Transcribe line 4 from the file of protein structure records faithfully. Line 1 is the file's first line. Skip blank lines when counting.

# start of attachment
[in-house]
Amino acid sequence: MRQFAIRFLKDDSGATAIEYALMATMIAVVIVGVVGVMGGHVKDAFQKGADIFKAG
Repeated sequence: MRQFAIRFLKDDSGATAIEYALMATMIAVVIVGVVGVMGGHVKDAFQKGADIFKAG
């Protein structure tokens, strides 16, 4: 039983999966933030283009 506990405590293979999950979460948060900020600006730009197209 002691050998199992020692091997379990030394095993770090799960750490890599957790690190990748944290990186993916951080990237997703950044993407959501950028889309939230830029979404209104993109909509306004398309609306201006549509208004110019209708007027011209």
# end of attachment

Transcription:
């Protein structure tokens, strides 16, 4: 039983999966933030283009 506990405590293979999950979460948060900020600006730009197209 002691050998199992020692091997379990030394095993770090799960750490890599957790690190990748944290990186993916951080990237997703950044993407959501950028889309939230830029979404209104993109909509306004398309609306201006549509208004110019209708007027011209």